Saturday, August 19, 2006

Nebraska 2006

On a recent 1,200 mile trip to the Nebraska Panhandle and back, I wasn't looking forward to the drive across I-80, so I headed north to Sioux City, Iowa, then west on US 20. It was a much more scenic and less stressfull drive than the Interstate. About 230 miles west of South Sioux City, I took a break at the Fort Niobrara National Wildlife Refuge, near Valentine.

Just past the Visitor's Center, on the way to Fort Falls, I drove through a black-tailed prairie dog town.

At the Fort Falls trailhead, is the Niobrara River Overlook, where you can view the Ponderosa pines that northern Nebraska is known for.

Fort Falls lies at the bottom of a short trail down a ravine, then continues to the river.

Up in the northwest corner of Nebraska, only 18 miles from South Dakota and 50 miles from Wyoming, is Chadron. The town lies along the eastern edge of the fur trade area that trappers and mountain men explorered on the 1830s and 1840s. The Museum of the Fur Trade is 3 miles east of town and well worth the $5 admission. For only $15, you can be a member, get free admission to the museum, receive the Museum of the Fur Trade Quarterly and get 10% off museum shop items. The shop includes many, very nice, hand-crafted items and every conceivable book on the fur trade era, so that 10% discount will come in handy.

The Bordeaux Trading Post was built by the American Fur Company in 1837 to buy buffalo robes from the Sioux Indians.

One of the items on display is this buckskin frock coat, with fine hand-stitched embroidered decoration.

Chadron has a commercial airport too, but... is that... a combine parked at the hangar?

This shelf cloud moved into the area close to sunset and brought a lightening storm with it, but only a few drops of rain.

Chadron has been in the news the past few weeks due to several range fires, probably caused by lightening strikes, which blackened the beautiful Pine Ridge and threatened many homes, as well as the town itself. Just south of the Chadron State College campus is "C Hill," which now stands for "charred."

South of Chadron on Highway 385, are other remnants of the fire's path.

I ate lunch at a Mexican restaurant in Chadron before leaving town. The stuffed sopapilla was very good, but it wasn't an hour later when I began looking for a rest stop. Finally, just north of Alliance, I found this one, a testament to the fact that rural people tend to be very hospitable and know everyone else's business. I just wished they wouldn't honk as they drive by.

A bit farther down the road is Carhenge, an art park of objects made of junk cars.

Other car-art sculptures included the "carnastoga wagon"

and "Dino," which could possibly be a T-wrecks!

If you're familiar with Nebraska author, Mari Sandoz, whose works include "Old Jules," "The Beaver Men," "The Buffalo Hunters" and many others, you're also familiar with her father, Jules Sandoz. He and his wife Mary are buried in the Alliance Cemetery. Something I found very interesting at the cemetery, is it's computerized grave locator. Just inside the main entrance is a small structure, which houses the computer. It has a glass window to protect it from the elements, that opens as you walk up to it. You simply type in a last name and the computer searches and provides a list of graves for that name. You select the name you want and it provides the location and a map. The cemetery is well marked with with block, section and lot markers.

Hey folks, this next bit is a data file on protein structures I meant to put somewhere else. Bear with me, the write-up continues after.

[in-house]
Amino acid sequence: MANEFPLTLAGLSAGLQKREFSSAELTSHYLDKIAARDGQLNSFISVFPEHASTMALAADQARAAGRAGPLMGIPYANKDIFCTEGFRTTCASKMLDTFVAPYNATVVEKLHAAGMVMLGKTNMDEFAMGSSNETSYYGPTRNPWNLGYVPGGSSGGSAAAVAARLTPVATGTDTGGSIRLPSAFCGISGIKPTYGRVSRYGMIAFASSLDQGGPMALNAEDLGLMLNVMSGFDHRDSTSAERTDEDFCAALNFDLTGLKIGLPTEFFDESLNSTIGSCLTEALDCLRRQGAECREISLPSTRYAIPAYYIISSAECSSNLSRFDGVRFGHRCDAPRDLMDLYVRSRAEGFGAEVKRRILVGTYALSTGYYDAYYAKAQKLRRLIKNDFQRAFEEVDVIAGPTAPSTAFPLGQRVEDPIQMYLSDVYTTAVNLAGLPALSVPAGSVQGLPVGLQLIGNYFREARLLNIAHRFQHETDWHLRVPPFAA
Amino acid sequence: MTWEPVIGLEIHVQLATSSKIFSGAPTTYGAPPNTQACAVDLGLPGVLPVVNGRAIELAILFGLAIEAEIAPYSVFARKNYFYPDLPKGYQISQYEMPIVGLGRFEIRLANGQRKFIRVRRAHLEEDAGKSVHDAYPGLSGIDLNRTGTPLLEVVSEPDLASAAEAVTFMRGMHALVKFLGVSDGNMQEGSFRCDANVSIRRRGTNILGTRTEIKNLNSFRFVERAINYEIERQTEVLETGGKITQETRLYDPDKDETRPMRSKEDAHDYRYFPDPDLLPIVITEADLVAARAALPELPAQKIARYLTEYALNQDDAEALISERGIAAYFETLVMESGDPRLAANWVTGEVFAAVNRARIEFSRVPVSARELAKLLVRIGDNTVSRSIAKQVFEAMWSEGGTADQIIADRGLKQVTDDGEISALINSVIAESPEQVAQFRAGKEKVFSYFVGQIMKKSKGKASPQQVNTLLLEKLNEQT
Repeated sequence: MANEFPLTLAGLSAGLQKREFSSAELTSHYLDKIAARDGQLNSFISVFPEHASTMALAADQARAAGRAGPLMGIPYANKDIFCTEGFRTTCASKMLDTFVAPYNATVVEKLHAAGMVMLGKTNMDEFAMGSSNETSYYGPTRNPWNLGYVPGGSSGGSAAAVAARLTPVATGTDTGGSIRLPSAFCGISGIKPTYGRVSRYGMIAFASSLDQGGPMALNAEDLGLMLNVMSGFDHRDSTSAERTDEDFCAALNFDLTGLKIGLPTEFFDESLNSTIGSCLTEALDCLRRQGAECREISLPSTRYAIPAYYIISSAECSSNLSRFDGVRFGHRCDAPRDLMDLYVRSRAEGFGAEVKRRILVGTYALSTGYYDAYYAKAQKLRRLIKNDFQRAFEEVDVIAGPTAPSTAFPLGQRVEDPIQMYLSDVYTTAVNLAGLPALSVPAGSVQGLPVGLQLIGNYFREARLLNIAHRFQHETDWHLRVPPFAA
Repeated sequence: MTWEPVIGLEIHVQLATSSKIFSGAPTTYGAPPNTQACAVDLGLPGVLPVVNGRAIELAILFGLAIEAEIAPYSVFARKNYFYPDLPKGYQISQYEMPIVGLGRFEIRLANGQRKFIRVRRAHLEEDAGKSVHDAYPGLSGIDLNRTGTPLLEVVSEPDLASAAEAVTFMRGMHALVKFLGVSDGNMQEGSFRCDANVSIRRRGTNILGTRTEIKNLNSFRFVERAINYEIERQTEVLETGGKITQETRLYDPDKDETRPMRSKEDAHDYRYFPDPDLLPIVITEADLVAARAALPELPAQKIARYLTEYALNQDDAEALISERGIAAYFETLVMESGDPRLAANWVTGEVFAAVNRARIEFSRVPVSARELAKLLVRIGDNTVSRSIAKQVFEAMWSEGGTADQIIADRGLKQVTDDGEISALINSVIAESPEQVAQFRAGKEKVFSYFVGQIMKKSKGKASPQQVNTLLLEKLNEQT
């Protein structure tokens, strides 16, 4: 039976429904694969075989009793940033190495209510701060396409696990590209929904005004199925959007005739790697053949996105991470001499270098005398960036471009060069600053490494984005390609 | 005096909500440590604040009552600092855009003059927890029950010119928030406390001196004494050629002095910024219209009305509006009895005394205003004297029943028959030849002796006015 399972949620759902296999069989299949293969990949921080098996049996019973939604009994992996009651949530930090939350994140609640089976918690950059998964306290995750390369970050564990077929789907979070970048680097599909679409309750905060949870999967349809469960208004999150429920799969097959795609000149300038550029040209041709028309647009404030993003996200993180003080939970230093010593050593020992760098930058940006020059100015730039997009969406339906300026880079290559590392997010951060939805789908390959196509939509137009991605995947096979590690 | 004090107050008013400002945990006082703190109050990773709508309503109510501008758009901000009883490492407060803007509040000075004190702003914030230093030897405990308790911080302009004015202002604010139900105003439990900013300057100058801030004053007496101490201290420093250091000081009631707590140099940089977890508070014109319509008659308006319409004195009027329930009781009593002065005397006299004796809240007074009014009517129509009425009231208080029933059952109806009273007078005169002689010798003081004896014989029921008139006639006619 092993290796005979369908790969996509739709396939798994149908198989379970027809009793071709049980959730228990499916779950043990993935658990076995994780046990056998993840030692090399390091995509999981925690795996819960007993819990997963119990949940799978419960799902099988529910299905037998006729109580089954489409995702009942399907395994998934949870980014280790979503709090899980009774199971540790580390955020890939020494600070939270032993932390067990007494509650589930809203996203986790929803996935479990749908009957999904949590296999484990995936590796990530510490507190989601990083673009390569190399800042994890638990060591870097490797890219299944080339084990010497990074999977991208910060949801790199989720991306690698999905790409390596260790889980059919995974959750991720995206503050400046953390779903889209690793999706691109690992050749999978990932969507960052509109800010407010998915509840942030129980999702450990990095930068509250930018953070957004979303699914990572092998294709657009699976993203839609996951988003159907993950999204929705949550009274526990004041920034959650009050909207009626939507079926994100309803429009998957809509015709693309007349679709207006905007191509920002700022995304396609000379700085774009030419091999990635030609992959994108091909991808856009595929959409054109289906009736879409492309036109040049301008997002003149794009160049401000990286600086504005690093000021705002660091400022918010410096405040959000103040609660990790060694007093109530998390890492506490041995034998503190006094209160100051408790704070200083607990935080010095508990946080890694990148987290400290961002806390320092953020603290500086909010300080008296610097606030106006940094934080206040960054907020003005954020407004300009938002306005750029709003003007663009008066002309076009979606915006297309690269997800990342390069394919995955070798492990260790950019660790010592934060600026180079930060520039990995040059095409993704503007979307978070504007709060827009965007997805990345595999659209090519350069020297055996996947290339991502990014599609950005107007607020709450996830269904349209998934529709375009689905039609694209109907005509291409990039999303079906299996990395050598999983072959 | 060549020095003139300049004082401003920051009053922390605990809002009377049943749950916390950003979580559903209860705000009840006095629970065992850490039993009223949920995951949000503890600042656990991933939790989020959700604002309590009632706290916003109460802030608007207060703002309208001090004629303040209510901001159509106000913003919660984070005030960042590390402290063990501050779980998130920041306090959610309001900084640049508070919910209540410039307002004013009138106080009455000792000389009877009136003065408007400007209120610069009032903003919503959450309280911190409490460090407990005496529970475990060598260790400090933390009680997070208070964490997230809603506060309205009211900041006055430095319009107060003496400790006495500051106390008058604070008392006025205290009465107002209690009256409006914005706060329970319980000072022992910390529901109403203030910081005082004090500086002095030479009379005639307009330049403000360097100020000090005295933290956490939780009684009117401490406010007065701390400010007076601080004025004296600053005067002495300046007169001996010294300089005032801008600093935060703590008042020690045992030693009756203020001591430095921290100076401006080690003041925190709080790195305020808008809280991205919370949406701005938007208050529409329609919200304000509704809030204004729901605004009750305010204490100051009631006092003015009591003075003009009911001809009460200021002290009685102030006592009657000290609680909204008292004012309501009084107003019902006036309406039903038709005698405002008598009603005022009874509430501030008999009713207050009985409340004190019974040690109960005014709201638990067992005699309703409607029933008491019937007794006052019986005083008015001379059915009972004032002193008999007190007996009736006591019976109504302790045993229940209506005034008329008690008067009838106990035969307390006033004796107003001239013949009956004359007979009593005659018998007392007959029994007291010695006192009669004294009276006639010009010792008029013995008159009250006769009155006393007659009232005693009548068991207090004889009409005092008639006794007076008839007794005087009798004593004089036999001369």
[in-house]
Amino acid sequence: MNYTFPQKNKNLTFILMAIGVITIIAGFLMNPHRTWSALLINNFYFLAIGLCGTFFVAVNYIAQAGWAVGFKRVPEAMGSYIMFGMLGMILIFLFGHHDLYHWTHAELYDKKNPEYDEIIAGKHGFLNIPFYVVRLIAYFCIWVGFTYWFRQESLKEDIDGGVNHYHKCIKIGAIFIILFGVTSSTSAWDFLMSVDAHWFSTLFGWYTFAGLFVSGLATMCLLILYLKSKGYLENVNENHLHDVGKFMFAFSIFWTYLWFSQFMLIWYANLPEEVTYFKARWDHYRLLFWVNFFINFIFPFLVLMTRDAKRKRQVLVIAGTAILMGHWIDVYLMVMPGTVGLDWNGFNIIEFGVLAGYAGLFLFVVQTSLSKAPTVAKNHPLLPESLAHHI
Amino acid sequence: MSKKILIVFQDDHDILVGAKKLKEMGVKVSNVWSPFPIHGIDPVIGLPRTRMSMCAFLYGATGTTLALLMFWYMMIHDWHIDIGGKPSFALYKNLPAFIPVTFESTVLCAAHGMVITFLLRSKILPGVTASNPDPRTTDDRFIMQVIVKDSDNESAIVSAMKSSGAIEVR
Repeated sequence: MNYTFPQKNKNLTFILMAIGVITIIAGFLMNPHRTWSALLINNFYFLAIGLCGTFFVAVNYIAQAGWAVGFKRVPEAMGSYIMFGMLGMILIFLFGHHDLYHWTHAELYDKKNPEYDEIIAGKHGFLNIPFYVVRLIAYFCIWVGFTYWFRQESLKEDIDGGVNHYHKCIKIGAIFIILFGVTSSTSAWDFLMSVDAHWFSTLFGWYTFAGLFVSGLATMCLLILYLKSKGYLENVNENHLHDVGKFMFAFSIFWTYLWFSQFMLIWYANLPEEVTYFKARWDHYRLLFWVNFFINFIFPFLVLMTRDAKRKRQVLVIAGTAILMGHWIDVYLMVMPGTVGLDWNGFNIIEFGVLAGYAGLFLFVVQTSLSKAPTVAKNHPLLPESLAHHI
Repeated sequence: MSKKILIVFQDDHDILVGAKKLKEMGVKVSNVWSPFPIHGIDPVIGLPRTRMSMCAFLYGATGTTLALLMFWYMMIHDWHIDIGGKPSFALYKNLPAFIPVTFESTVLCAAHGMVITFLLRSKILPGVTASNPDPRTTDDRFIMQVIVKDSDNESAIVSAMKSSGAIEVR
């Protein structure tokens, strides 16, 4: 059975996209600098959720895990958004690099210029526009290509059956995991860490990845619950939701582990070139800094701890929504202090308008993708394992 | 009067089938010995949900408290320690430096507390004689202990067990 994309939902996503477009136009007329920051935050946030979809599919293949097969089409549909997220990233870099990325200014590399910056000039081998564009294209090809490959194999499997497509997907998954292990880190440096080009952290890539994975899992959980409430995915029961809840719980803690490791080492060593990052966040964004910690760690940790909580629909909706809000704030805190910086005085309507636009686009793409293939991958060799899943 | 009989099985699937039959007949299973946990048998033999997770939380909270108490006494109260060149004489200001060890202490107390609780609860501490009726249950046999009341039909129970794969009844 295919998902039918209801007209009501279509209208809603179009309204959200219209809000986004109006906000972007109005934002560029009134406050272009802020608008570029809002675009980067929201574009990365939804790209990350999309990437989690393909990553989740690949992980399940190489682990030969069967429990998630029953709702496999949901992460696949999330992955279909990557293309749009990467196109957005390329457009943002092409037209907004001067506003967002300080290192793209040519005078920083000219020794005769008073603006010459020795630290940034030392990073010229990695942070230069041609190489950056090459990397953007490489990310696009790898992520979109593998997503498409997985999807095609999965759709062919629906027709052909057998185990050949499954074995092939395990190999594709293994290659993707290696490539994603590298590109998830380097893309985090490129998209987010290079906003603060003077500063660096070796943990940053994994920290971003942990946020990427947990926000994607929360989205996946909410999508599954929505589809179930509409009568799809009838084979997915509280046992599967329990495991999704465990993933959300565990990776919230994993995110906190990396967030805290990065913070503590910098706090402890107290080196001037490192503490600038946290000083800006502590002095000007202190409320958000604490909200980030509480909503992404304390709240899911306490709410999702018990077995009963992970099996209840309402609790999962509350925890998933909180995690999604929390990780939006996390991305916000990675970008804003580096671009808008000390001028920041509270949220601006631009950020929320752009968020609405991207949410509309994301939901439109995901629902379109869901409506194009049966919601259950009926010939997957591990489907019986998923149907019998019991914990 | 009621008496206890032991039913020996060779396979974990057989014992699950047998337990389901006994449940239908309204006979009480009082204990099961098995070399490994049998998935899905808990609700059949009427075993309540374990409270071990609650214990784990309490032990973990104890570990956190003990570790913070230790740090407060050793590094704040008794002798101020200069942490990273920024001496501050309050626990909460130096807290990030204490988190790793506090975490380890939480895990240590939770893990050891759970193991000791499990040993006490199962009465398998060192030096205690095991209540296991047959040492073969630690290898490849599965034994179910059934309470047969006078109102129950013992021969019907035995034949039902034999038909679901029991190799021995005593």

Scottsbluff and Gering form the largest metro area in the Panhandle and is home to Scotts Bluff National Monument.

One of two covered wagons parked near the Visitor's Center, on the Oregon Trail.

Travelling hundreds of miles in this? No wonder most of the pioneers walked along side their wagons.

After driving the Summit Road, I found a few easy trails at the top, which provided some great views of the surrounding area. Along one path, I came upon this cottontail, who seemed to be feeding on the only green stuff around.

I'm at the south wall and have Chimney Rock to my back, 20 miles away.

Bronze arrows are imbedded in the walls. This one is pointing west toward "Laramie Peak 120 miles."

Looking toward Laramie Peak, you can see a bend in the North Platte River (center of photo). Just left of the river is a grove of trees, then the end of a two-mile long train. Just between the tracks and the river, and this side of the trees, is the site of old Fort Mitchell.

After the Visitor's Center closes, the trails are still open until sunset. As I start the Saddle Rock Trail to the summit, this cottontail is content to just lie in the clover.

The first half of the 1.6 mile trail is somewhat flat and winds through the prairie. Then it begins climbing, through a series of switchbacks, through a tunnel, and then more switchbacks up the other side of the bluff. The white speck in the below photo (left center) is a jogger running to the summit.

This photo is where the jogger was photographed, with the tunnel in the center.

Inside the tunnel, looking out over Gering.

A nice shot of Saddle Rock at dusk.

Twenty mile southeast of Scotts Bluff Monument, is Chimney Rock, a very identifiable landmark for the westward travellers on the Oregon Trail. This is a shot from the Chimney Rock Cemetery.

Sunflowers and Chimney Rock.

Nebraska icons: a windmill, Chimney Rock and a Sioux teepee.

South of Chimney Rock and Bridgeport, are some hidden landmarks of a more modern time... Cold War era Minuteman III ICBM facilities. This one is near Gurley, NE. "Hotel" was my first home away from home in 1985.

Launch Facility Hotel-06 is a few miles away.

Another common sight in the West: ranchers often put their old boots "out to pasture" on fence posts, with the heels pointing toward Heaven.

I soon was on the interstate and heading back to Omaha. I-80 is as boring as this next photo.

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